Neuroendocrine tumors are tumors that originate from neuroendocrine cells, which are a large group of cells that have a neuroendocrine phenotype in the body and can produce a variety of hormones. Since neuroendocrine cells are distributed throughout the body, neuroendocrine tumors can occur anywhere in the body, but the most common ones are digestive system neuroendocrine tumors such as stomach, intestine and pancreas, accounting for about 2/3 of all neuroendocrine tumors.
The incidence of neuroendocrine tumors in the European and American population is about 2.5–5 per 100,000 population, 5-fold up in the past 30 years. Compared with other tumors, the incidence of neuroendocrine tumors goes up more rapidly.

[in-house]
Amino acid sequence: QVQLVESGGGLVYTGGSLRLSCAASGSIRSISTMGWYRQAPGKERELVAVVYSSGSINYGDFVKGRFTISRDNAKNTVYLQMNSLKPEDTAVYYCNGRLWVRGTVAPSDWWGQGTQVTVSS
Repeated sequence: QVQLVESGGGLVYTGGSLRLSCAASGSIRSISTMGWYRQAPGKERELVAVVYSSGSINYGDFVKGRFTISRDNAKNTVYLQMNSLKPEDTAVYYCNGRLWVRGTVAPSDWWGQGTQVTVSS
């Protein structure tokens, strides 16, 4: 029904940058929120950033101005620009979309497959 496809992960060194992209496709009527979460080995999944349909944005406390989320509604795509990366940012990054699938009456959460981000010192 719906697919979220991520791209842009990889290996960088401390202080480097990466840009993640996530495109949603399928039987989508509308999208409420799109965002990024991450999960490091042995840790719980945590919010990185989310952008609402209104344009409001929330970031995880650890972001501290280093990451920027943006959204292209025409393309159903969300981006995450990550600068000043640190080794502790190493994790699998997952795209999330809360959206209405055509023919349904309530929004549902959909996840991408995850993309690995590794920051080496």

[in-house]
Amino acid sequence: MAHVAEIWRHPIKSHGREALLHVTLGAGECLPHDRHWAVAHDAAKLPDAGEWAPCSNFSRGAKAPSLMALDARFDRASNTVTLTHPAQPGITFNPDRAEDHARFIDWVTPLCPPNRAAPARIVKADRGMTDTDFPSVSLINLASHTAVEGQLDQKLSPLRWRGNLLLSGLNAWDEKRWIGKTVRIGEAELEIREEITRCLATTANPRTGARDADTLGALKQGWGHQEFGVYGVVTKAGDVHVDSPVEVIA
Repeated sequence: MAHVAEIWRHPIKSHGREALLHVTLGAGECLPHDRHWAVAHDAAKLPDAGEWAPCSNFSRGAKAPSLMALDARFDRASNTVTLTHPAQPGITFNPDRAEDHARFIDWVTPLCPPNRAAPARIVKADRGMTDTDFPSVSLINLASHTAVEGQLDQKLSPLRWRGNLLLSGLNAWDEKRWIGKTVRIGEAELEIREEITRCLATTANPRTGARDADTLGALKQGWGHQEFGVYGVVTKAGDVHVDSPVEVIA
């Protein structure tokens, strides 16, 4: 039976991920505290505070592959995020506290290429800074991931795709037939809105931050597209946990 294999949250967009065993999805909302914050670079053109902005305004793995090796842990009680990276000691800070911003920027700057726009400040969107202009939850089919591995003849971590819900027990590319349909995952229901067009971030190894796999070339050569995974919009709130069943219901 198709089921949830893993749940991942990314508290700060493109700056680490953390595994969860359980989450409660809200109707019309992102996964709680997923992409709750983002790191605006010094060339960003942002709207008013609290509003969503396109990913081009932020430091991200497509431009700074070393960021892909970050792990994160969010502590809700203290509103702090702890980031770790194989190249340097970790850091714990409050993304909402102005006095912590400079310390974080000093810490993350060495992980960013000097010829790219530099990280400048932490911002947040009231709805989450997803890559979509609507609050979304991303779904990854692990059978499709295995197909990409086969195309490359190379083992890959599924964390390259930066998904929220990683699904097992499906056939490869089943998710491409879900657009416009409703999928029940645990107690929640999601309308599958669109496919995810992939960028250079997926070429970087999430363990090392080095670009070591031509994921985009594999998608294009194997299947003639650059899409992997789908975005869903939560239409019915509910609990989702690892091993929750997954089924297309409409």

Neuroendocrine tumors (NETs) are characterized by the expression of hormone receptors on the surface of tumor cells, making them useful in the diagnosis and treatment using radio-labeled peptides.
Peptide receptor scintigraphy and peptide receptor radionuclide therapy using radio-labeled somatostatin receptor (SSTR) agonists have been used successfully in the clinic for the imaging and treatment of neuroendocrine tumors, such as 68Ga or 177Lu-DOTATOC, 68Ga, or 177Lu-DOTATATE, etc. However, our study found that although the radio-labeled SSTR antagonists have little cellular internalization, they have more obvious advantages in imaging. 68Ga or 225Ac-SSTR AA-U05, an SSTR antagonist, enhances peptide receptor imaging and peptide receptor radionuclide therapy of neuroendocrine tumors and provides better imaging and therapeutic strategies for cancers with relatively low SSTR expression.